The UN chief made the remarks during a joint news conference with Israeli Prime Minister Benjamin Netanyahu on Friday.
“The [Israeli] prime minister knows that occupying Palestinian land is not the long-term solution to Israel’s regional challenges,” he said.
On Thursday, Ban met with acting Palestinian Authority chief Mahmoud Abbas in Ramallah, where he expressed serious concerns about Israel’s illegal settlement activities on Palestinian lands.
“I am deeply troubled by Israel’s continuing settlement activity in the (occupied) West Bank, including East Jerusalem (al-Quds),” Ban said.
“The settlement activity is deepening the Palestinian people’s mistrust in the seriousness on the Israeli side toward achieving peace. It will ultimately render a two-state solution impossible,” he added.
On Wednesday, Palestinian and Israeli negotiators held a new round of talks amid a strict official news blackout.
In an interview with Press TV on August 2, Iranian political analyst Hamid Golpira said that Israelis want neither a one-state solution nor a two-state solution for Palestine, rather they want a no-state solution.
“The two-state solution, if it could happen in a proper way, could even be an acceptable thing for the people who want a one-state solution in the future. They could see it… as one step toward a one-state solution,” Golpira said.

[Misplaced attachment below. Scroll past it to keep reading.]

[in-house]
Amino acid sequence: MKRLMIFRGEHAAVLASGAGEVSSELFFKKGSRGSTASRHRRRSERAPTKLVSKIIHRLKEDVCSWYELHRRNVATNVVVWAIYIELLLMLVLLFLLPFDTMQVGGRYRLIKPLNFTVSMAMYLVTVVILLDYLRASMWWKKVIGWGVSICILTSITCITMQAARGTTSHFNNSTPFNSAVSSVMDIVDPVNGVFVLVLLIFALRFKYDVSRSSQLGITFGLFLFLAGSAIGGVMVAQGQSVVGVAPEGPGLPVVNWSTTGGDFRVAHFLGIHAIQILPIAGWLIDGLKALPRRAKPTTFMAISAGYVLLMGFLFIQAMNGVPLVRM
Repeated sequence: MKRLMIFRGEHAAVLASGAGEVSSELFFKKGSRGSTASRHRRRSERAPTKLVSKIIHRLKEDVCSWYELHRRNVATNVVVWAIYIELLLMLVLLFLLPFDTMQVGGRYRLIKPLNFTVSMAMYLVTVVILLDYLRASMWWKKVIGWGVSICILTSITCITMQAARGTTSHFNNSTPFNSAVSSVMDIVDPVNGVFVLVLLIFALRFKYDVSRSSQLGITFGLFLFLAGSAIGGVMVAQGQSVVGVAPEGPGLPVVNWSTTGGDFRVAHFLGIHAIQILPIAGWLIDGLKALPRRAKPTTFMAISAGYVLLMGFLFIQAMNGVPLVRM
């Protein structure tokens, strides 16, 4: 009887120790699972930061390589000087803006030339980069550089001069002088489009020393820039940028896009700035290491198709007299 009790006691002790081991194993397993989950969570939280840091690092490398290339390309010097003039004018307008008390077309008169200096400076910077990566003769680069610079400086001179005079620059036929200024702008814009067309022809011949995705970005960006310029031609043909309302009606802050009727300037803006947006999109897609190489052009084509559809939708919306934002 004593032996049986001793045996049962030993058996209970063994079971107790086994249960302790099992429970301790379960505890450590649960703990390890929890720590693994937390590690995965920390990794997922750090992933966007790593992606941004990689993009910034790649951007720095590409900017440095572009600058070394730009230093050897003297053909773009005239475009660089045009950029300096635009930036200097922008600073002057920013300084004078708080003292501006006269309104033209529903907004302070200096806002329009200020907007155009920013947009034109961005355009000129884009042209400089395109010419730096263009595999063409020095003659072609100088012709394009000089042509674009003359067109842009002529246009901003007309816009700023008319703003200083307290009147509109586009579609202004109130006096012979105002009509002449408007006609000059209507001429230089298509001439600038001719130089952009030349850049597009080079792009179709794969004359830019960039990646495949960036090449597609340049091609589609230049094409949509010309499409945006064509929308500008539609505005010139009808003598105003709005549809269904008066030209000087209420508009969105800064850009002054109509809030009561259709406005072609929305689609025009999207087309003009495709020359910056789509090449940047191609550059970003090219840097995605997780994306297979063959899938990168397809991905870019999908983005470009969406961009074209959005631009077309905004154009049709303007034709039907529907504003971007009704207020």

He added that what “some of the Israelis, especially people like Mr. Netanyahu, are presenting… neither is the one-state solution nor is the two-state solution. It is more of a no-state solution, meaning, they want no state for Palestine, or no viable state.
“If they want to say this piece is separated and that piece is separated; certain sovereignty does not exist; this country cannot have an army, East Jerusalem (al-Quds) does not belong there, you could say that this proposal is a no-state solution, which is totally not acceptable in every way. The no-state solution is not acceptable.”
Israel has announced plans to build more than 3,000 new settlement units on the occupied Palestinian land.
The presence and continued expansion of Israeli settlements in occupied Palestine has created a major obstacle for the efforts to establish peace in the Middle East.
More than half a million Israelis live in over 120 illegal settlements built since Israel’s occupation of the Palestinian territories of the West Bank and East al-Quds in 1967.
The UN and most countries regard the Israeli settlements as illegal because the territories were captured by Israel in a war in 1967 and are hence subject to the Geneva Conventions, which forbids construction on occupied lands.